Did You Know?...
The world's largest recorded banquet had 5 miles of tables and 1300 waitresses to attend to 8000 Freemasons in Olympia, London. At our place you can enjoy the company of all your guests without walking that far to visit with them!
The Romans were one of the first civilized peoples to have gatherings of various types on a larger scale. We all think of The Coliseum and lions but in fact, there were smaller venues spread throughout the Roman Empire for smaller gatherings of entertainment and informational value. That's where the Gathering Place Rental Hall fits in. You can go to the stadium downtown for your favorite sporting event or concert along with thousands of people but when you want a more memorable experience with family and friends bring your gathering to our place...well, you get the idea.
Feasts and Follies of Inauguration Day
SURE, Inauguration Day is important for what is said…but Inauguration Day is also important for what is
eaten. George Washington had lunch alone after he took the oath of office. Abraham Lincoln pocketed a handful of pastries for his son Robert. Calvin Coolidge had pickles at breakfast that day. And some inaugurations were free-for-alls, with overturned tables, spilled trays and broken glassware. Says Ms. Kuck, the director of the Culinary Archives and Museum at Johnson & Wales University.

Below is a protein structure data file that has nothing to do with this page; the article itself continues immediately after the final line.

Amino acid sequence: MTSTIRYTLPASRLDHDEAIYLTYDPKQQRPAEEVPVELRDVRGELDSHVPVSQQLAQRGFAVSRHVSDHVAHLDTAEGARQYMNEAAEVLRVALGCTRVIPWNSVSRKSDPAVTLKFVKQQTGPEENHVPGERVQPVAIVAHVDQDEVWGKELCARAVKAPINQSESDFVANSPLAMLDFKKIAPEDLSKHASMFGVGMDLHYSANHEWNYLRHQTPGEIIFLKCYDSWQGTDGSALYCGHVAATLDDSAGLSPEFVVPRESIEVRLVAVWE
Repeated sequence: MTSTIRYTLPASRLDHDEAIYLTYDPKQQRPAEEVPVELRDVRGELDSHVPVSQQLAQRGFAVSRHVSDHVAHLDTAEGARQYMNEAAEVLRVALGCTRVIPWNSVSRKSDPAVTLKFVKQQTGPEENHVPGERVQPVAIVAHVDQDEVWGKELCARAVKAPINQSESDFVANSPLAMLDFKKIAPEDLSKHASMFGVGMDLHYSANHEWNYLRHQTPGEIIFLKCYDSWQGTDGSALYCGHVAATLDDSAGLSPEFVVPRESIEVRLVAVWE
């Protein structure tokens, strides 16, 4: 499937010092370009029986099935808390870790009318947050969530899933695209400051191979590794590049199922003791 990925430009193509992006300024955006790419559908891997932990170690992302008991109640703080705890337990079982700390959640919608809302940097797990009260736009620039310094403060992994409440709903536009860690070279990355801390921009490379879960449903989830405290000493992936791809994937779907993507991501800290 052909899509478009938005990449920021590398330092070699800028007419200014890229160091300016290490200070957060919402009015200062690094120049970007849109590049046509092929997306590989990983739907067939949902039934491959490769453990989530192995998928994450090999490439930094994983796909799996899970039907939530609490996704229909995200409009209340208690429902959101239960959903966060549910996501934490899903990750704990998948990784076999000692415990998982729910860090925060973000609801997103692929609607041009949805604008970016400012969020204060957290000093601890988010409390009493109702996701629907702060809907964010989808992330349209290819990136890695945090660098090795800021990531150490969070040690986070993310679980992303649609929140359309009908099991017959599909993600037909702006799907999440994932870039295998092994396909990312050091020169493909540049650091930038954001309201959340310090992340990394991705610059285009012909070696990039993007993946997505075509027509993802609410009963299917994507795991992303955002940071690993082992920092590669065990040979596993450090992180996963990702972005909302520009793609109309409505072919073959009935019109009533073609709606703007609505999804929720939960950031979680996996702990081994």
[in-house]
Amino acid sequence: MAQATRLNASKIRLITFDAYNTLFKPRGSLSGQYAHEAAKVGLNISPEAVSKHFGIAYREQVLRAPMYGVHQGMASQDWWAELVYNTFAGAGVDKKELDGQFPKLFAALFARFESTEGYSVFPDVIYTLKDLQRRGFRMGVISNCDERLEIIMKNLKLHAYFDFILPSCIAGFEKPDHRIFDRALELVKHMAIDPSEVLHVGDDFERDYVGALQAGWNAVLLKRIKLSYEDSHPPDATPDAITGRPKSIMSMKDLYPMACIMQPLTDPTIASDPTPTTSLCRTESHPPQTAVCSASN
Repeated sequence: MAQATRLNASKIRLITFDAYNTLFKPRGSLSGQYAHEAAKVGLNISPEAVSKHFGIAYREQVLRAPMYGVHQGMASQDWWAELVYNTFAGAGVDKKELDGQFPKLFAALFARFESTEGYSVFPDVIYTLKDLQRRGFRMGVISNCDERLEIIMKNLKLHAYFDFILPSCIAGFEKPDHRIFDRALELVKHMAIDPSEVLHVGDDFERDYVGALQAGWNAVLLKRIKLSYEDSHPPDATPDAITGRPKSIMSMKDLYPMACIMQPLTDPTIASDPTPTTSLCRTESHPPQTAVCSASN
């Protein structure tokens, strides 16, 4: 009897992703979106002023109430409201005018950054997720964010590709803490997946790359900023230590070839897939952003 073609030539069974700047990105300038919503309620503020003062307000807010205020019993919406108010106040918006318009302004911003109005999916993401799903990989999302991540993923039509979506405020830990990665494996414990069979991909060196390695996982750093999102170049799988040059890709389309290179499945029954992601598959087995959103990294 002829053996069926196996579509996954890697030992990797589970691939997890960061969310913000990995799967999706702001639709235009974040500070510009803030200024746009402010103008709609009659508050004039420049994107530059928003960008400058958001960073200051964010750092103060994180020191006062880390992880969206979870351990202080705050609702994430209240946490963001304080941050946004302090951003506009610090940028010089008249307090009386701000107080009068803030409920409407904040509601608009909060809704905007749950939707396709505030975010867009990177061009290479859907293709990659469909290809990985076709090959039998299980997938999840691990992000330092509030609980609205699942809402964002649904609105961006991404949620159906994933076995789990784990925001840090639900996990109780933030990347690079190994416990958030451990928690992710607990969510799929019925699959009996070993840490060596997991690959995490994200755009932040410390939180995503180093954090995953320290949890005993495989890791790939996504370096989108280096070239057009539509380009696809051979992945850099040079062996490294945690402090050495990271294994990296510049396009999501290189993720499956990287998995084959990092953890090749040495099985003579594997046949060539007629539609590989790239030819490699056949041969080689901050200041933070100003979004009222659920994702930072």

Thomas Jefferson's cook gave notice after seeing the kitchen at the White House. James Monroe worried about ''garlick'' in his wheat. The all-but-forgotten Administration of James K. Polk began with a four-foot-high cake adorned with a flag for each state and territory. When President Coolidge was not at his desk, he was often found having a snack in a storeroom where pickles, jellies and jams were kept.
The documents in the culinary museum show how involved some Presidents were in the day-to-day operation of the White House kitchen -- Jefferson did his own grocery shopping, sometimes spending $50 for a week's worth of food, an enormous amount of money for early-19th-century Washington. But in food, as in politics, Presidents did not always get what they wanted. Franklin D. Roosevelt wanted a buffet luncheon with hot chicken a la king on Inauguration Day in 1933. He got cold chicken salad and butterless rolls instead.